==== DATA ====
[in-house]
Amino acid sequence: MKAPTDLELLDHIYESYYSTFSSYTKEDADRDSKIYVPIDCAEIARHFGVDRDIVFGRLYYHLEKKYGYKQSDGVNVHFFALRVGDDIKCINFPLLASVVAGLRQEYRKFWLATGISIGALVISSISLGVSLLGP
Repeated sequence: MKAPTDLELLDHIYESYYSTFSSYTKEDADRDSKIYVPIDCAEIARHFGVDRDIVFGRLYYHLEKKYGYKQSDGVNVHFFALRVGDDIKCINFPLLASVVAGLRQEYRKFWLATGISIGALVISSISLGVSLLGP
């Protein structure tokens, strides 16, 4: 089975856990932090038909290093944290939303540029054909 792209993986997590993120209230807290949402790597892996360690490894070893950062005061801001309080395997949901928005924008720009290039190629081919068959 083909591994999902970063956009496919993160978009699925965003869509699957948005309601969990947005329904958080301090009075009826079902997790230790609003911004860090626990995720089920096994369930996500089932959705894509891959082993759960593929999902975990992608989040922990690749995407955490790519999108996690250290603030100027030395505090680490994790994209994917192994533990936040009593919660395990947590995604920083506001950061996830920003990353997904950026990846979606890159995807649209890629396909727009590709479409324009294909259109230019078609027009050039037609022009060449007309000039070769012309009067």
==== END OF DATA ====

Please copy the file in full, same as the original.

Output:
[in-house]
Amino acid sequence: MKAPTDLELLDHIYESYYSTFSSYTKEDADRDSKIYVPIDCAEIARHFGVDRDIVFGRLYYHLEKKYGYKQSDGVNVHFFALRVGDDIKCINFPLLASVVAGLRQEYRKFWLATGISIGALVISSISLGVSLLGP
Repeated sequence: MKAPTDLELLDHIYESYYSTFSSYTKEDADRDSKIYVPIDCAEIARHFGVDRDIVFGRLYYHLEKKYGYKQSDGVNVHFFALRVGDDIKCINFPLLASVVAGLRQEYRKFWLATGISIGALVISSISLGVSLLGP
């Protein structure tokens, strides 16, 4: 089975856990932090038909290093944290939303540029054909 792209993986997590993120209230807290949402790597892996360690490894070893950062005061801001309080395997949901928005924008720009290039190629081919068959 083909591994999902970063956009496919993160978009699925965003869509699957948005309601969990947005329904958080301090009075009826079902997790230790609003911004860090626990995720089920096994369930996500089932959705894509891959082993759960593929999902975990992608989040922990690749995407955490790519999108996690250290603030100027030395505090680490994790994209994917192994533990936040009593919660395990947590995604920083506001950061996830920003990353997904950026990846979606890159995807649209890629396909727009590709479409324009294909259109230019078609027009050039037609022009060449007309000039070769012309009067």